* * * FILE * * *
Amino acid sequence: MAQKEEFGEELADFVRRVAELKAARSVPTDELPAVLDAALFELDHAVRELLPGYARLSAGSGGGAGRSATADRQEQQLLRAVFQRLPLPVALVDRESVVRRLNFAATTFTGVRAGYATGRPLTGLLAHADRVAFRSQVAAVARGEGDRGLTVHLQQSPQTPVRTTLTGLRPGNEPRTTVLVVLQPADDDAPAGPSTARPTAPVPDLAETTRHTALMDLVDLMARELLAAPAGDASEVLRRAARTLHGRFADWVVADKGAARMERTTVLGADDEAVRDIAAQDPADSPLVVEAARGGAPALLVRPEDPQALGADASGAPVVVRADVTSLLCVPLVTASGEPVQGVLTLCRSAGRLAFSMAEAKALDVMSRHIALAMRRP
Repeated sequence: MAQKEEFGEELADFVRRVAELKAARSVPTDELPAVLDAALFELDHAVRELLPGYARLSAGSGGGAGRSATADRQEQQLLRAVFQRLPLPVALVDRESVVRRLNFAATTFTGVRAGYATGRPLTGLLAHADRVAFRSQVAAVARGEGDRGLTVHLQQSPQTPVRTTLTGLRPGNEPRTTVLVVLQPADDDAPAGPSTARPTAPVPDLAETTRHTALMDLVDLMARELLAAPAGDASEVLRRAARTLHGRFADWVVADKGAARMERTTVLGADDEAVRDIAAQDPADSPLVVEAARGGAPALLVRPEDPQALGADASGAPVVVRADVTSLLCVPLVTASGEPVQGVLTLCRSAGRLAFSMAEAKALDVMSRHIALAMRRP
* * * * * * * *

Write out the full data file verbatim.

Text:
Amino acid sequence: MAQKEEFGEELADFVRRVAELKAARSVPTDELPAVLDAALFELDHAVRELLPGYARLSAGSGGGAGRSATADRQEQQLLRAVFQRLPLPVALVDRESVVRRLNFAATTFTGVRAGYATGRPLTGLLAHADRVAFRSQVAAVARGEGDRGLTVHLQQSPQTPVRTTLTGLRPGNEPRTTVLVVLQPADDDAPAGPSTARPTAPVPDLAETTRHTALMDLVDLMARELLAAPAGDASEVLRRAARTLHGRFADWVVADKGAARMERTTVLGADDEAVRDIAAQDPADSPLVVEAARGGAPALLVRPEDPQALGADASGAPVVVRADVTSLLCVPLVTASGEPVQGVLTLCRSAGRLAFSMAEAKALDVMSRHIALAMRRP
Repeated sequence: MAQKEEFGEELADFVRRVAELKAARSVPTDELPAVLDAALFELDHAVRELLPGYARLSAGSGGGAGRSATADRQEQQLLRAVFQRLPLPVALVDRESVVRRLNFAATTFTGVRAGYATGRPLTGLLAHADRVAFRSQVAAVARGEGDRGLTVHLQQSPQTPVRTTLTGLRPGNEPRTTVLVVLQPADDDAPAGPSTARPTAPVPDLAETTRHTALMDLVDLMARELLAAPAGDASEVLRRAARTLHGRFADWVVADKGAARMERTTVLGADDEAVRDIAAQDPADSPLVVEAARGGAPALLVRPEDPQALGADASGAPVVVRADVTSLLCVPLVTASGEPVQGVLTLCRSAGRLAFSMAEAKALDVMSRHIALAMRRP